It creeps across her legs, her trim, her ever so smooth and graceful legs just for a moment before coming to a halt on the hem of her faint blue dress that then turns a most incandescent white; no one else sees that but me. It really is something to behold and I just can’t take my eyes off of it, and I hope she doesn’t notice my staring and think me as any weirder than they most probably already do.

It settles briefly there with that pretty reading woman—most definitely the mother—before continuing on, wrapping itself over the worn-out table edge and consuming the magazine and other useless things that are on the table in front of the tiny child. The daughter, or the screen girl I should probably call her, squirms when it touches her screen, lets out a little grunt of annoyance, but she carries on regardless, so wonderfully stubborn and strong even in her young age. I enjoy her pure defiance, I have to admit. It starts to drift again, and I marvel at it as it turns the child’s white skin even whiter than before and the blues of her clothes delicately fade away, just as her innocence will, just as her blameless state will too, with time.

It moves, slower now, towards the sleeping woman. She is much older than the mother and child and yet her hair is thick, flowing, wavy, with perhaps just a touch of grey, although it’s hard for me to tell in this light. I think she must be the grandmother. Her slender, weathered hand hides her face and I guess she is sleeping; it almost looks like she is forlorn, weeping under that hand—the victim of a thousand secret torments and a hundred fascinating regrets that hide under that dark-veined hand. But how could I ever tell? It is impossible to tell; she has never once looked up or said a word. Her legs are thin, and I wince when I notice her leathery bare feet; I’ve never loved feet. The rails continue to screech softly under us, and I let them gently rock us all to where we think we need to be.

As we drift slightly to the left, I watch it once again as it starts to move towards her hand and face and I wonder if it will annoy her, bring her out of her trance, make her suggest to her daughter that the child is too engrossed or then, perhaps, to force the grandmother to turn her head this way, to finally show me her wise old eyes. But it stops just as it touches the tips of her full-bodied wavy hair, and we shift to the right and it then recedes sheepishly back down across the table. I follow it, transfixed and quite incredulous that no one else can see it; or rather, that no one else seems to want to see it.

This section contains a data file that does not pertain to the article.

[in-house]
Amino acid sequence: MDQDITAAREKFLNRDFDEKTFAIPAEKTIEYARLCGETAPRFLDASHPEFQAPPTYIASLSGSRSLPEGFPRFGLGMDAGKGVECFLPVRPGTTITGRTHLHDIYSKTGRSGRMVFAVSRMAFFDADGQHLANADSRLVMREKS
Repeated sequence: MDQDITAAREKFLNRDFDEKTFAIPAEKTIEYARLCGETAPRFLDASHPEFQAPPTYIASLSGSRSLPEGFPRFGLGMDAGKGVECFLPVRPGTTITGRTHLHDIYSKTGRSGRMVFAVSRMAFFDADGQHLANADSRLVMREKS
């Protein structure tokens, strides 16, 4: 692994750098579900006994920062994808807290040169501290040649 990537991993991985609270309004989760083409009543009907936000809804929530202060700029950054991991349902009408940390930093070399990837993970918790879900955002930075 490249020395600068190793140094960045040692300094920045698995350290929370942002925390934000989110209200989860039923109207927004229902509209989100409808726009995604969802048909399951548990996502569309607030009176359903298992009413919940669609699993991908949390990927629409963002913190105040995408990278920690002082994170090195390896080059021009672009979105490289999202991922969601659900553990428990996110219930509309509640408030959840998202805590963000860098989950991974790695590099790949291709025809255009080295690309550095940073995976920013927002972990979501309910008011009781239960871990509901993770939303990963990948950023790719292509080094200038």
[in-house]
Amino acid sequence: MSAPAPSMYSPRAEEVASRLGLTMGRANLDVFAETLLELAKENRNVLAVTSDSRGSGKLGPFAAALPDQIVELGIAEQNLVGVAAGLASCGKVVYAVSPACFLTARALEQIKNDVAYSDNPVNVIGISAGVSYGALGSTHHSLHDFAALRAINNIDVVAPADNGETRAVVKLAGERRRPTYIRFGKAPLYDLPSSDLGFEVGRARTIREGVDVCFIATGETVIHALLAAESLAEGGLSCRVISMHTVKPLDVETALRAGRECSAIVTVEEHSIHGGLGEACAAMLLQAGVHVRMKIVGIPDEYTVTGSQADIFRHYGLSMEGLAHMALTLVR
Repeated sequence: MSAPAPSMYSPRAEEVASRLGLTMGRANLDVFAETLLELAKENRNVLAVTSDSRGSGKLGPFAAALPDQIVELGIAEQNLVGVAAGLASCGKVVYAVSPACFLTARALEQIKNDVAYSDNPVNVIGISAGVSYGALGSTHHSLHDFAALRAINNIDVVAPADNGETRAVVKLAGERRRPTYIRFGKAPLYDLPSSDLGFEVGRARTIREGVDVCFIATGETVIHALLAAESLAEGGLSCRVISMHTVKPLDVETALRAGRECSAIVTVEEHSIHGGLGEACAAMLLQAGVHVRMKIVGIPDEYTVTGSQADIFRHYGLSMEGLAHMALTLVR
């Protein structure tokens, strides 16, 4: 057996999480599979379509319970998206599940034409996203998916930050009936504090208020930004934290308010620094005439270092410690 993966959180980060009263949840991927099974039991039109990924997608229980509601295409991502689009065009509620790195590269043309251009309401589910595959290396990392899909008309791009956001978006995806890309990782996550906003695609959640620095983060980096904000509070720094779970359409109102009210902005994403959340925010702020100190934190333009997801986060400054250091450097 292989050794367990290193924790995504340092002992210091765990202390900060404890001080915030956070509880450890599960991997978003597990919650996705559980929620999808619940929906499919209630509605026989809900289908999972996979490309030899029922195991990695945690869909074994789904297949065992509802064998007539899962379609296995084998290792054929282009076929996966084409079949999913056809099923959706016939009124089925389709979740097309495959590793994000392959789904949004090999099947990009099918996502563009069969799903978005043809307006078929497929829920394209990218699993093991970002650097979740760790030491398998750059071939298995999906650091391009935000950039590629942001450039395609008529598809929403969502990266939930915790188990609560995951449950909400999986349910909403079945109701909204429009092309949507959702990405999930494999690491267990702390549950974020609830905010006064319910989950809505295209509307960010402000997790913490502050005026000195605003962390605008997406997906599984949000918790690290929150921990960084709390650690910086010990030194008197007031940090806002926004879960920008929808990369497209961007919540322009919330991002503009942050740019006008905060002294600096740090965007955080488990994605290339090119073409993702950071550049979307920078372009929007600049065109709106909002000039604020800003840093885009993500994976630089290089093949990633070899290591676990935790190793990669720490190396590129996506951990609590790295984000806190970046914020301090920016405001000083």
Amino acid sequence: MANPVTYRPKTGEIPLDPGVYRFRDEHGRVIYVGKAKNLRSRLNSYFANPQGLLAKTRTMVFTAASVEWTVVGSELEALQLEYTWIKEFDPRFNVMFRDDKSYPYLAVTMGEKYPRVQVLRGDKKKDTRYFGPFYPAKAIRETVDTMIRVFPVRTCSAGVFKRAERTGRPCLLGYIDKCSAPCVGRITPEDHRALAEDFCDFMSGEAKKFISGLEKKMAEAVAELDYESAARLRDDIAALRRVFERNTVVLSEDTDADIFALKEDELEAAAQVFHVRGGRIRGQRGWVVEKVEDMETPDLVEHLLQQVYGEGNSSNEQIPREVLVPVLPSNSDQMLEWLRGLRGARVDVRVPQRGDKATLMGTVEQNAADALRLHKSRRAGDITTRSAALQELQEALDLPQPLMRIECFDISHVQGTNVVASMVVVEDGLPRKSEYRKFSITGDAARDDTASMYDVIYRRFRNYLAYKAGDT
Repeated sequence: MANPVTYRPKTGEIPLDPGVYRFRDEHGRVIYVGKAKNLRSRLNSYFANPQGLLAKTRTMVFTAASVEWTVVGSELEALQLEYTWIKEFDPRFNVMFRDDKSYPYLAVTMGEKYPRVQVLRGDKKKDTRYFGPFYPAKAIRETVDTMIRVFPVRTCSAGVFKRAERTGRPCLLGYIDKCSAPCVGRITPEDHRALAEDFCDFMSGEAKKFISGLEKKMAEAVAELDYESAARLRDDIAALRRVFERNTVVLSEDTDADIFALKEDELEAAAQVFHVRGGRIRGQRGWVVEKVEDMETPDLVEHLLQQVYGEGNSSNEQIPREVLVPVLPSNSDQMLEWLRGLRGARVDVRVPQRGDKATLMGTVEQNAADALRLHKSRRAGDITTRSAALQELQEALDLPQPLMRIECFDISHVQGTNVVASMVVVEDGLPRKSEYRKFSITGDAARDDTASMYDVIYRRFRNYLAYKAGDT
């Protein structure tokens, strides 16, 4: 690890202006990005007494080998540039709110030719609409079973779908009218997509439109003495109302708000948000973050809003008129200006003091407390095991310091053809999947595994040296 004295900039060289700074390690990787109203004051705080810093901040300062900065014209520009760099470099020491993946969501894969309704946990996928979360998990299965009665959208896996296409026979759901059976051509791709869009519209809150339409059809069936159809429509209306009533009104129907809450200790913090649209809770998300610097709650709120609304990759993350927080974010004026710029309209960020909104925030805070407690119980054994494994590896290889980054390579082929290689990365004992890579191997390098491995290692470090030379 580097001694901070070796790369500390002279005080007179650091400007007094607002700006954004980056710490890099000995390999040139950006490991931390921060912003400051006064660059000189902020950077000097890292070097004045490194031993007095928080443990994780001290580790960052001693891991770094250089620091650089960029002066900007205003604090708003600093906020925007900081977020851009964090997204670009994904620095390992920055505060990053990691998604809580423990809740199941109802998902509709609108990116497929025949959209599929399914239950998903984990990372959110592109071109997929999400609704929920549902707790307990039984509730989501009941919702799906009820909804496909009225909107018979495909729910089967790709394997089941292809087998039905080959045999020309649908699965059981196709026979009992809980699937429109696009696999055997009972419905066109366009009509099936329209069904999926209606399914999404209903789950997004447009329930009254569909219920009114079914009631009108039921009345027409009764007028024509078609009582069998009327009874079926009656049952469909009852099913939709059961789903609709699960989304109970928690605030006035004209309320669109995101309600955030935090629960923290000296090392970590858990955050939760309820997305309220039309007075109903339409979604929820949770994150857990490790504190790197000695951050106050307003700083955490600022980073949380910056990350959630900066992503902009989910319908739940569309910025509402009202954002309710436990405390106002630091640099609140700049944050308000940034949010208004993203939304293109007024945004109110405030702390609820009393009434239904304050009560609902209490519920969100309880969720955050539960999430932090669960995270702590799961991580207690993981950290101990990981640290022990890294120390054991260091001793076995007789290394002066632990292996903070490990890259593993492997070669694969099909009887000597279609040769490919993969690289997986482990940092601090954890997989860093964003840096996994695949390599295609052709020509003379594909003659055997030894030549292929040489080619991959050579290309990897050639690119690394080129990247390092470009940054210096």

It settles on the partially carpeted flooring that has blotches of colour woven into it. A walker marches past our seats and he inadvertently releases a hundred thousand sparkling pieces of dust up from that carpet and into the sunlit carriage. They expertly dance and swirl around as if they had done such things before, as if they had their own stories to tell, glittering and slowly returning to their lowly places, seemingly content with their fleeting momentary release. I study them all as they gracefully fall. Questions form in my mind for the tumbling fragments just as we plunge into the total darkness of a short tunnel for a few seconds and then the train violently returns into the embrace of the sunlight once again. No one seems to care; no one seems to have moved.

I continue to watch the sun drift slightly towards me as we veer to the left a little. Will I feel the heat from it on my jeans as I have done before? Will it turn my own book’s green cover white as it does to everything else it touches on the other table there? I pick my book up, flick through until I find my bookmark: an old black and white and slightly crumpled picture of two forgotten girlfriends randomly chosen to keep my page. I place it on my table and I wait for it to come. It doesn’t move for what seems like ages. A bridge flashes darkly over us and I look at the three women. They still haven’t moved; sometimes, it seems that nothing ever does, and yet nothing could be further from the truth. The mother’s orange golden hair touches the child’s shoulder for a moment, and I thought the child would react in some way, but she doesn’t move either.

Nothing changes or moves for a while, although we all know that everything moves and changes forever.

I look around the carriage, but there aren’t any other people I can see. I notice that it is very dark at the far end of the carriage as there are no windows there, although I have no idea why not. I thought I saw someone there, but I can’t make them out now; I’ll just have to wait, wait for the sun to get a bit lower or something, and to let the light penetrate that darkness and reveal whoever is lurking there.

I wonder if I should make polite conversation with the pretty mother. I know they saw me spill my coffee down me earlier, so maybe they think I’m an idiot and are dreading the moment I start talking to them. So, should I even try? Perhaps they have condolences waiting to be given out like small-talk confetti. I could ask about her bright red book, ask about her daughter’s age, but I don’t get the feeling that I can; they seem hostile to me for some unknown reason. I know I don’t like to be interrupted by strangers when I read either, so I leave them be and return to the light, the light that dances for me alone today and I wait eagerly for its next move. I wonder which direction it will go. I sit and wait. Will it ever come? Will it ever appease?

We roar into a tunnel and there is nothing to see but the screaming blackness everywhere. No old woman, no pretty mother, just the eternally illuminated features of the young girl as she stares at her current God, her head suspended in the darkness, just floating there in front of their table. I notice the tunnel lights as they flash past us quickly and the light moves forwards within the carriage up towards the windowless far end and I look for the momentary lighting up of someone down there. Nothing. I don’t see anyone.